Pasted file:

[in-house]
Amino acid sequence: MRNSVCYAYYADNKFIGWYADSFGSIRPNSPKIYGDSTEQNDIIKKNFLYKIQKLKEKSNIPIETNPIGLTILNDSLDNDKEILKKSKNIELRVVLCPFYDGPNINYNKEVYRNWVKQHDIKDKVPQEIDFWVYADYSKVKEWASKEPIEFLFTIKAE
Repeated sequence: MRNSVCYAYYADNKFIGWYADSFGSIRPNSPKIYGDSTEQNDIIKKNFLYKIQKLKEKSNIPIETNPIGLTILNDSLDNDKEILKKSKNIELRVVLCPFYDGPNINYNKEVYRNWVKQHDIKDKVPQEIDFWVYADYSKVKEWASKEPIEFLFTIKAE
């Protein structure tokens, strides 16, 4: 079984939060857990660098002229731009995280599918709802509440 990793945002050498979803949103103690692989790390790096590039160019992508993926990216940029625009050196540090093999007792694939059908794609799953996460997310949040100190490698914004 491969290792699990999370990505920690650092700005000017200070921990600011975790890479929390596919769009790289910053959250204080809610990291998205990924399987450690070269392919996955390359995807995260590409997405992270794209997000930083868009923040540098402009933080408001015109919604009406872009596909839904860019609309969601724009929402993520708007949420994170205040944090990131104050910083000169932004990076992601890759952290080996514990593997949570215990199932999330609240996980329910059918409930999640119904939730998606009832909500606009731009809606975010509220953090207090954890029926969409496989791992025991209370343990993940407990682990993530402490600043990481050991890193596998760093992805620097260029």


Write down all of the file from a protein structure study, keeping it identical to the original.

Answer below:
[in-house]
Amino acid sequence: MRNSVCYAYYADNKFIGWYADSFGSIRPNSPKIYGDSTEQNDIIKKNFLYKIQKLKEKSNIPIETNPIGLTILNDSLDNDKEILKKSKNIELRVVLCPFYDGPNINYNKEVYRNWVKQHDIKDKVPQEIDFWVYADYSKVKEWASKEPIEFLFTIKAE
Repeated sequence: MRNSVCYAYYADNKFIGWYADSFGSIRPNSPKIYGDSTEQNDIIKKNFLYKIQKLKEKSNIPIETNPIGLTILNDSLDNDKEILKKSKNIELRVVLCPFYDGPNINYNKEVYRNWVKQHDIKDKVPQEIDFWVYADYSKVKEWASKEPIEFLFTIKAE
């Protein structure tokens, strides 16, 4: 079984939060857990660098002229731009995280599918709802509440 990793945002050498979803949103103690692989790390790096590039160019992508993926990216940029625009050196540090093999007792694939059908794609799953996460997310949040100190490698914004 491969290792699990999370990505920690650092700005000017200070921990600011975790890479929390596919769009790289910053959250204080809610990291998205990924399987450690070269392919996955390359995807995260590409997405992270794209997000930083868009923040540098402009933080408001015109919604009406872009596909839904860019609309969601724009929402993520708007949420994170205040944090990131104050910083000169932004990076992601890759952290080996514990593997949570215990199932999330609240996980329910059918409930999640119904939730998606009832909500606009731009809606975010509220953090207090954890029926969409496989791992025991209370343990993940407990682990993530402490600043990481050991890193596998760093992805620097260029």